It specifies whether the Primary Database, which will no longer work after failover, will be automatically made as a Physical Standby Database.

We call this process REINSTATE. Its default value is TRUE. There are some prerequisites for this process.

The FastStartFailoverAutoReinstate parameter is TRUE.

Before failover and after the original Primary Database’s restart, the original and new primary databases must have the same Fast-start Failover configuration.

The Observer that will perform the REINSTATE and the New Primary Database must be able to connect to the original Primary database.

If automatic REINSTATE is not requested;

I want automatic REINSTATE again I set the parameter to TRUE.

ç. ObserverConnectIdentifier

It is the parameter that determines how the Observer will be connected to the Primary and Standby Database.

By default, this value takes the “DGConnectIdentifier” parameter. If a different value is not used, there is no need to set it.

We set it as follows.

1. We query the current value of the parameter.

2. We set the parameter to its new value.

3. We check if the new value is set.

4. We said that if the parameter was not set, we would use DGConnectIdentifier.

The DGConnectIdentifier is queried to see its value.

d. ObserverOverride

Even if the Standby Database has communication with the Primary, it indicates whether the Failover operation will be performed in case the Observer’s communication with the Primary is lost. Default is FALSE.

e. ObserverReconnect

It determines how often the Observer will establish a connection with the Primary Database. Default value is 0.

In other words, a connection will be established initially, and then there will be no request to establish a connection again.

The advantage of this is that it does not burden the system with new connections, and the disadvantage is that it is not possible to understand whether the Primary will go or not without new connection requests.

Oracle recommends that this value be set so that neither too often a connection load nor too rare a disconnection of communication is detected too late.

D. Setting the additional conditions we want to happen

When the following conditions occur apart from the parameters, it may request the Failover to be triggered without waiting for the FastStartFailoverThreshold value.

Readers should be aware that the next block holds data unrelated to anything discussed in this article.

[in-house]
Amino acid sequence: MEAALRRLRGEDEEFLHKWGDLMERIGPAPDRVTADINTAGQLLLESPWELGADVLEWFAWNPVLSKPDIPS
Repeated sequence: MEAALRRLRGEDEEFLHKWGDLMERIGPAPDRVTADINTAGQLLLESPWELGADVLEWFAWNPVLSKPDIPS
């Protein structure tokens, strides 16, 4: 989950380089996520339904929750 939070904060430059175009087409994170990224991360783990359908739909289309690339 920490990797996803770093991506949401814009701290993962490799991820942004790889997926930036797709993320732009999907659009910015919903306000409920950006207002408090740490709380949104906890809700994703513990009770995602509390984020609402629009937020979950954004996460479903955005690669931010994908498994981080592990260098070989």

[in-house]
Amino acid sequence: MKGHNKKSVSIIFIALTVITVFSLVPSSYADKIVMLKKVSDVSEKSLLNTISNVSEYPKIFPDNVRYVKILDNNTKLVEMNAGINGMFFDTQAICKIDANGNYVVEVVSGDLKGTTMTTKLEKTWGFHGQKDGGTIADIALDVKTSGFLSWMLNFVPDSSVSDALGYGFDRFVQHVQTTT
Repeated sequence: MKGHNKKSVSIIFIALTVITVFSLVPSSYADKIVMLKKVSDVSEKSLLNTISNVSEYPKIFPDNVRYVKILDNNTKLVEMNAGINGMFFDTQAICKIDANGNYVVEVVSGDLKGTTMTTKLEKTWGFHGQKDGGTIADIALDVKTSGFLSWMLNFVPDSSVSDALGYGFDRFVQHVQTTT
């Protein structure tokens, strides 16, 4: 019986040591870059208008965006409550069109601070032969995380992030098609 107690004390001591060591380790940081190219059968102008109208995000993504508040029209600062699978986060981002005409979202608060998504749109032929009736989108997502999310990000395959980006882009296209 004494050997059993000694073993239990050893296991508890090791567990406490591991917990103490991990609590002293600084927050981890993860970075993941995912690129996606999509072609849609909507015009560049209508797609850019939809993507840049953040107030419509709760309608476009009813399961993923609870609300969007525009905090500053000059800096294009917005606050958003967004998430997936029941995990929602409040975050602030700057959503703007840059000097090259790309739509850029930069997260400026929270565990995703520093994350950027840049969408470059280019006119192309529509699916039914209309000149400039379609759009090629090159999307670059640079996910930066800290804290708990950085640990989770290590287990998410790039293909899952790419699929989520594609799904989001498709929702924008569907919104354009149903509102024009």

When Datafile goes offline,

When Dictionary Corruption occurs in a critical database object,

If the Control File is damaged due to a problem with the disk,

In case LGWR process cannot write to Online Redo Logs,

If the archive process cannot create an archive due to lack of space in the relevant path, FAST START FAILOVER operation takes place.

When a specific ORA error is received…

1. What these features are can be seen as follows.

2. We can enable a condition that is NO in the default as follows.

3. We can enable specific ORA errors as follows.

E. Activating Fast-start Failover

I can now enable Fast-start Failover after I have made both parameter and all condition’ settings.

There is no Observer at this stage yet. Primary Database and Fast-start Failover Standby Database are communicating.

We will get this warning when we enable Fast-start Failover anyway.

The information falling to the logs during activation is as follows.

The process is controlled by the operating system.

F.Starting Observer

Observer must first be run on a separate server, if available, or run on Fast-start Failover Standby Database.

When the Observer is run, it tells the Broker to manage the monitoring job of the Data Guard Environment via DGMGRL.

There is only 1 Observer in the Data Guard Environment.

It does all the management with a small configuration file containing information and connection definitions of Observer, Primary and Standby Databases.

Observer is a foreground process. Therefore, it keeps the command prompt busy all the time.

Once stopped, something can be done at the command prompt again.

Therefore, it should be at a point where it will work continuously.

For example, on Terminal servers.

1. The Observer is started.

2. We are querying the status of the configuration.

3. The Terminal window where the Observer is started is closed with a cross and the status of the Configuration is questioned.

Although the Observer was not running, it did not give an error warning in the configuration.

The reason is that the ObserverReconnect parameter is set to 15 seconds.

We wait for a while and question again.

G. Verifying the configuration

After all operations, it is checked whether there is an error in the configuration.

There are 3 ways.

1. The broker configuration is queried.

2. The Fast_start Failover configuration is queried.

3. We query from the v$DATABASE view.

The values and meanings of the FS_FAILOVER_STATUS column



Author: Onur ARDAHANLI